Starbucks executives have confirmed that the coffee chain’s mobile payment app has been storing payment credentials in cleartext.
The app, the most widely used mobile payment app in the US, had been storing usernames, email addresses and passwords without them being encrypted, meaning anyone could access the credentials by connecting the phone to a computer.
Starbucks chief digital officer Adam Brotman admitted executives were aware of the issue, saying: "We were aware – this was not something that was news to us."
Some in the security industry have criticised Starbucks for prizing customer convenience over security.
The Starbucks app only requires the customer to enter credentials once to activate the payment option and then enter the password again when adding money.
Although this means customers do not have to go through re-entering data when making a purchase, the credentials then have to be stored on the phone.
The issue was first revealed by security researcher Daniel Wood, who published some of his researcher 13 January after unsuccessfully trying to contact Starbucks.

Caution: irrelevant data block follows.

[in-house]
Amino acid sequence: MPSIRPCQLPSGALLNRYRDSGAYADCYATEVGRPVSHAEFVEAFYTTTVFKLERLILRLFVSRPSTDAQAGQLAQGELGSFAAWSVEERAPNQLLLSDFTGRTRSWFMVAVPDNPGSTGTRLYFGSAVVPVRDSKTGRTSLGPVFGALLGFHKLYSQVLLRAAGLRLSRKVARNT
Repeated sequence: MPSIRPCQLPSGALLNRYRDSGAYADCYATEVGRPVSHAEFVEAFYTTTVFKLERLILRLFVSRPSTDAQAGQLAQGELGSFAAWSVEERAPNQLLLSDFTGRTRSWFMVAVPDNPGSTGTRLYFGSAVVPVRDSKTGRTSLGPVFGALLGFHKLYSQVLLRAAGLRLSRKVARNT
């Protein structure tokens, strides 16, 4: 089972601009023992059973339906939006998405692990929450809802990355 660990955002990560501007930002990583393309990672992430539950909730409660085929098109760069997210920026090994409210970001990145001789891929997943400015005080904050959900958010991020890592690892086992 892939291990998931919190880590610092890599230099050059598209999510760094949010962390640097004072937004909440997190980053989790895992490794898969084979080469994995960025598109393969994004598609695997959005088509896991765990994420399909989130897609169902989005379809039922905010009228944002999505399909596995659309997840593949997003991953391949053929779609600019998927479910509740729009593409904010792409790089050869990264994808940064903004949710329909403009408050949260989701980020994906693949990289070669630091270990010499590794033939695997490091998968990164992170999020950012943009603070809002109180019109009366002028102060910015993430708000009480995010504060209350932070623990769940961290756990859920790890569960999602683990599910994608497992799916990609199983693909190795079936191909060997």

Brotman played down customer fears over security, saying Starbucks had added "extra layers of security", without specifying what these "extra layers" were.
However, Wood challenged this dismissal of the security flaws, saying he had re-run tests on an updated Starbucks app with the same results.
This time, Wood also realised that the app had a geolocation history file in cleartext which gave his co-ordinates every time he used the app to locate his nearest Starbucks.
Wood said: "If you grab someone’s phone, you can effectively go through this log and see effectively where this person has been. It’s a bad thing for user privacy.
"You don’t need a user’s PIN in order to pull raw data off the phone using the tool and methods I have used," he added.
"So if a user’s phone is stolen, regardless of being PIN-protected, you are able to bypass that and access the apps Library/Cache and pull the session.clslog file."
Responding to Wood’s findings, Curt Garner, the Starbucks CIO, said, "What you’ve described is fair, at a high level. From a design perspective, this could have potentially happened."
He declined to make any more specific comments, saying he could not talk about security measures in any more detail.